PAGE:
Hempseed was also stewed into a sort of porridge, popular in Poland. According to Dembinska (Food and Drink in Medieval Poland, University of PA Press, 1999), hempseed porridge/soup appears to have been served in monasteries, garrisons and to the poor; it's unclear whether the hempseed oil was extracted first. Though no Eastern European recipes for hempseed porridge survive, there is a hempseed porridge recipe in the Italian heath handbook by Platina, and the Underground Cooks Collective have published a redaction of the recipe on the SCA-Cooks list, and it is included in the Florilegium file on Hemp:

The 16th century Polish herbalist Syrenniusz (via Knab) mentions nettle cooked with snails, and Lang (George Lang's Cuisine of Hungary) mentions the same dish in Hungary. Syrenniusz suggested it for gas and stomach cleansing. Smith & Christian also cite nettle, along with sorrel, goose-foot and ground-elder as plants that were probably harvested and consumed locally in Russia (p.10) .
Both nettle and hemp were recommended by physicians as treatments. Zevin (A Russian Herbal: Traditional Remedies for Health and Healing, Healing Arts Press, 1997) notes ". . . during the seventeenth century physician's primary interest in nettle centered around the treatment of wounds. One Russian herbal of that period, (known simply as The Herbal Book) describes the use of nettle: 'we chew raw nettle, mash it and apply it to fresh wounds, and so we clean and heal the wounds.' For old, infected wounds, the practitioner was advised to crush both the nettle leaves and seeds, and add salt: 'Apply to old infected wounds and they will get the dead tissue out and heal the wounds.'" (p. 106)
Hildegarde of Bingen in her treatise on Physic (translated by Patricia Throop, Healing Arts Press, 1998) discussed not only the humeric properties of hempseed but the use of hemp cloth as a bandage:
"Hemp is hot, and it grows where the air is neither very hot nor very cold, and its nature is similar. Its seed is salubrious, and good as food for healthy people. It is gentle and profitable to the stomach, taking away a bit of its mucus. It is easy to digest, diminishes bad humors, and fortifies good humors. Nevertheless, if one who is weak in the head, and has a vacant brain, eats hemp, it easily afflicts his head. It does not harm one who has a healthy head and full brain. If one is very ill, it even afflicts his stomach a bit. Eating it does not hurt one who is moderately ill.

[Let one who was a cold stomach cook hemp in water and, when the water has been squeezed out, wrap it in a small cloth, and frequently place it, warm, on his stomach. This strengthens and renews that area. Also, a cloth made from hemp is good for binding ulcers and wounds, since the heat in it has been tempered.]"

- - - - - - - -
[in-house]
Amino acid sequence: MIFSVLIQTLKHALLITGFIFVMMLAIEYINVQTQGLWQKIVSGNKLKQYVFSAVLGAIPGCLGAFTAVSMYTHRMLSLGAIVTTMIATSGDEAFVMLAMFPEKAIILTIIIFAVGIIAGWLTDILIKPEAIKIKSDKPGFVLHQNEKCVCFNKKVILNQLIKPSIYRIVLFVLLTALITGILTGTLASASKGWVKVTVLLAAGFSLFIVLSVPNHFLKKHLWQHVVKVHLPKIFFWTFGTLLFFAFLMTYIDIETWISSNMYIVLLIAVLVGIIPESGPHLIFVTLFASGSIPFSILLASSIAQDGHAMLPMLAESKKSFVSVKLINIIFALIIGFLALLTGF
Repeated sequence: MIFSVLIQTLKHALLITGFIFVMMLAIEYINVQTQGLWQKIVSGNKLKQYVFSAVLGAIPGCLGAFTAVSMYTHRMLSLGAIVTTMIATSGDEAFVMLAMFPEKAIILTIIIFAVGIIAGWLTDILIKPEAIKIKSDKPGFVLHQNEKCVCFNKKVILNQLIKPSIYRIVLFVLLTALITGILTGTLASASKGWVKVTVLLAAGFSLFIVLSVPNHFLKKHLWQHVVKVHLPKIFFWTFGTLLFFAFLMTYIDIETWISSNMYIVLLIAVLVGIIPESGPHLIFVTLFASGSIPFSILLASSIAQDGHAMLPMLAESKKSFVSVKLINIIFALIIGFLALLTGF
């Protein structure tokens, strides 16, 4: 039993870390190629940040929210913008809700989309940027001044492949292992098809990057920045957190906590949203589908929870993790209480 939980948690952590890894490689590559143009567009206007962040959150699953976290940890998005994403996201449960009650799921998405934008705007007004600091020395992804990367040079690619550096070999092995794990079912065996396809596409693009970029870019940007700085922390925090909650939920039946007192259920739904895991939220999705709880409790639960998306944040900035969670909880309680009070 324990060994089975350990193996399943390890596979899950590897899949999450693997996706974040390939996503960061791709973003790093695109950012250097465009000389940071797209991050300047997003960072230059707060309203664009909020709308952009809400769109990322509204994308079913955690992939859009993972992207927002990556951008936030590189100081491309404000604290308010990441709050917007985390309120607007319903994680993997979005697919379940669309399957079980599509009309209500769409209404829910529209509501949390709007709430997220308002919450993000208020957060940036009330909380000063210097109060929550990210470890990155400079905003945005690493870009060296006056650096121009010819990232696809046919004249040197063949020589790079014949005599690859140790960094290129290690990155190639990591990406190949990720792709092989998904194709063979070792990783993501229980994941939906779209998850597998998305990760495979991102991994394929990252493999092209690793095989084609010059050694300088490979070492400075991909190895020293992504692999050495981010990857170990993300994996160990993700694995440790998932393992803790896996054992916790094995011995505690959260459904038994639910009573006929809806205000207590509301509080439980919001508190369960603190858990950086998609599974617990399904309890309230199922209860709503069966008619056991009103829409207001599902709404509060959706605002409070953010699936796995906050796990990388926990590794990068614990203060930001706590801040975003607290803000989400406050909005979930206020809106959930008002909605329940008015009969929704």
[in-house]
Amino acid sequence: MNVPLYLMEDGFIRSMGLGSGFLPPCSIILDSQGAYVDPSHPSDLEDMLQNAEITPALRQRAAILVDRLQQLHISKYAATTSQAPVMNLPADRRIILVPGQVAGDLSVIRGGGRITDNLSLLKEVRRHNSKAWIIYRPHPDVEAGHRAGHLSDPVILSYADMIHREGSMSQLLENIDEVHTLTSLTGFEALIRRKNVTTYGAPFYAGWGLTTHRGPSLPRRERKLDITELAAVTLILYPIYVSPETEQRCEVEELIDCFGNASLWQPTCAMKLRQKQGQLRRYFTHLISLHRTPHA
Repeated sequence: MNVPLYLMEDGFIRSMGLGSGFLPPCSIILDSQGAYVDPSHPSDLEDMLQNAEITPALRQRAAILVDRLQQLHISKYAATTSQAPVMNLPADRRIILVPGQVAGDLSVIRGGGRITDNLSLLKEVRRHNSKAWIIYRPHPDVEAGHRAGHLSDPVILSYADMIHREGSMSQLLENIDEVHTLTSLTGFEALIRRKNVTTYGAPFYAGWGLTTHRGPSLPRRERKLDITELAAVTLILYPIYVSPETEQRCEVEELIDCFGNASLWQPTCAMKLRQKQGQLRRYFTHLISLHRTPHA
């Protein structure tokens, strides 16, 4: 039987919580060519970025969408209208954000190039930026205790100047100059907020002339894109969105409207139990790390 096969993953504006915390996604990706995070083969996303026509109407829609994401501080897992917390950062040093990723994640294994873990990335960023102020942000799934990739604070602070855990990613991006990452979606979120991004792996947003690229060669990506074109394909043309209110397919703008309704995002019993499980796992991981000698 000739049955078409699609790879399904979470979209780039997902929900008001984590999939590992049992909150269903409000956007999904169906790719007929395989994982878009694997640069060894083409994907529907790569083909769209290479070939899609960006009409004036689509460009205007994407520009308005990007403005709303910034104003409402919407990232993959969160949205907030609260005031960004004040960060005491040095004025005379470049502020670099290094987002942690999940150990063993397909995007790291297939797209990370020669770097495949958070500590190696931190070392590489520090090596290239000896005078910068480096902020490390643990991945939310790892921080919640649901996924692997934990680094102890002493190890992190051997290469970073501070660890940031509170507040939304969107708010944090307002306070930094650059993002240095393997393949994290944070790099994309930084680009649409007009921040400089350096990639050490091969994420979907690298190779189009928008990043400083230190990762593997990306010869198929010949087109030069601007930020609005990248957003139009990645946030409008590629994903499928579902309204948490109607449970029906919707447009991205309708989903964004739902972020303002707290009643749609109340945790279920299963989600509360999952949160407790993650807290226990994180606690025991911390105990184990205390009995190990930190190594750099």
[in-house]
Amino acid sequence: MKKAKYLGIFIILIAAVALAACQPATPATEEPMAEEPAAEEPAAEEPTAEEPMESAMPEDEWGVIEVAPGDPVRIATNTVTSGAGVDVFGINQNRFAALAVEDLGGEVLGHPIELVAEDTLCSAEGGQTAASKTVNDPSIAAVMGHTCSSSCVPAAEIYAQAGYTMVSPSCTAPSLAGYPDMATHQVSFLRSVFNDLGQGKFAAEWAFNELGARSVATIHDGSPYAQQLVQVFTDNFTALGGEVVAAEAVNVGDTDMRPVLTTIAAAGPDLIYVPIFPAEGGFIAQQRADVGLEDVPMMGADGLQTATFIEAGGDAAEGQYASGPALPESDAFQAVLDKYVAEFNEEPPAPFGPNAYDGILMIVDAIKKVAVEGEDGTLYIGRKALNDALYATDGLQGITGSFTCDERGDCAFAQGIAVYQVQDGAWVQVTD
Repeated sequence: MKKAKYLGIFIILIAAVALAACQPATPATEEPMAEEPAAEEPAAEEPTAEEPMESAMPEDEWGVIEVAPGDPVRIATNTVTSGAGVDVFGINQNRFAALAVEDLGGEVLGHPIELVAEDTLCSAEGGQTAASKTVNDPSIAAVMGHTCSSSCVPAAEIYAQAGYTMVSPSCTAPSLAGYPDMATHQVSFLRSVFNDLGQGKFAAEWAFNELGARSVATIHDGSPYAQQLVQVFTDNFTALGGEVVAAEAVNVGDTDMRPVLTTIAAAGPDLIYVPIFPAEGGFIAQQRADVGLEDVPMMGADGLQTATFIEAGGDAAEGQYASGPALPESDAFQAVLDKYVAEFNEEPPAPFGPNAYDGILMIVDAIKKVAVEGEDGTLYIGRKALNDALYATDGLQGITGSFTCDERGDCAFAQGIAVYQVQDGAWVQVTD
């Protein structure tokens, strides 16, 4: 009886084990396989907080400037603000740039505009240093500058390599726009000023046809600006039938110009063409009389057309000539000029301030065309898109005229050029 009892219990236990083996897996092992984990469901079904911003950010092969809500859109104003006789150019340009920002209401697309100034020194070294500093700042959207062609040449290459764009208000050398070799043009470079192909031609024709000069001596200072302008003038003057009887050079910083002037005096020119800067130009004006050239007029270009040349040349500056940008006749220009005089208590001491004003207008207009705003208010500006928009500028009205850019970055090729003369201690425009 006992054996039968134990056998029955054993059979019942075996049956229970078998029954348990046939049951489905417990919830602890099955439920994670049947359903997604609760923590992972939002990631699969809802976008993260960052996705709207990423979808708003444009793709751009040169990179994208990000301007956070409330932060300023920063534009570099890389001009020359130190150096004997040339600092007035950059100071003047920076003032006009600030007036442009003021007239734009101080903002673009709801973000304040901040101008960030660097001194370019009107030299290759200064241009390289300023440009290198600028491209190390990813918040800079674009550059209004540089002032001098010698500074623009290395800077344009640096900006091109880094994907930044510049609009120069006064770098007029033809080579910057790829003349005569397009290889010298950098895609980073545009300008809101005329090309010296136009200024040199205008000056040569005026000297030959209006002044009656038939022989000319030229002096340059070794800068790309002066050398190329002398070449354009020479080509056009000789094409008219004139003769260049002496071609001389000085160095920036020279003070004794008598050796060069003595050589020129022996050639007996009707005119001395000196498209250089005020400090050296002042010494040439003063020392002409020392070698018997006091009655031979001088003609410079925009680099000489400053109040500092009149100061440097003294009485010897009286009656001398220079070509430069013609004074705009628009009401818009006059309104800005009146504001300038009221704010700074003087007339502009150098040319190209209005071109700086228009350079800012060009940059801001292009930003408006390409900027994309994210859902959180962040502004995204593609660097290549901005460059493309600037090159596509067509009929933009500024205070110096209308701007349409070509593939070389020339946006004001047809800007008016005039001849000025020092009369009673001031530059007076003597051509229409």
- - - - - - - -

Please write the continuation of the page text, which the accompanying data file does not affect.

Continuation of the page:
Hildegarde also recommended eating the young shoots of nettle as a tonic (as American modern and colonial herbalists suggest), "Nettle is very hot in its own way. It is not at all good eaten raw, because of its harshness. But, when it newly sprouts from the ground, it is good when cooked, as food for a human. It purges his stomach and takes mucus away from it. Any kind of nettle does this." She also suggested preparations of nettle, to cure internal worms in humans, internal discomfort in horses, and even as a treatment for senility: "And, a person who is unwillingly forgetful should pound stinging nettle to a juice, and add a bit of olive oil. When he goes to bed, he should thoroughly anoint his chest and temples with it. If he does this often, forgetfulness will diminish."
Nowadays, it's increasingly possible to buy hemp cloth and hempseed oil, though hempseed oil for consumption may or may not be available in the U.S. Nettlecloth is not so easy to get, but ramie, a cloth made from the fibers of an Asian nettle (Boehmeria nivea), is a reasonable substitute. Books like Eugene Gibbons' Stalking the Healthful Herbs will help you find nettle in the wild, either for consumption or textiles. Have fun expanding your knowledge of these plants!
-- Jadwiga Zajaczkowa

Copyright 2002-2003 Jennifer Heise. For permission to reprint, email jahb at Permission is explicitly granted for limited reproduction as a printed handout for classes in schools, herb society meetings, or classes or guild meetings in the Society for Creative Anachronism (except to corporate officers and board members of the SCA, Inc.), as long as I am notified and credited and the entire handout is used. Jadwiga's Herb site:

If this article is reprinted in a publication, I would appreciate a notice in the publication that you found this article in the Florilegium. I would also appreciate an email to myself, so that I can track which articles are being reprinted. Thanks. -Stefan.

The database is protected by copyright © 2016
send message

    Main page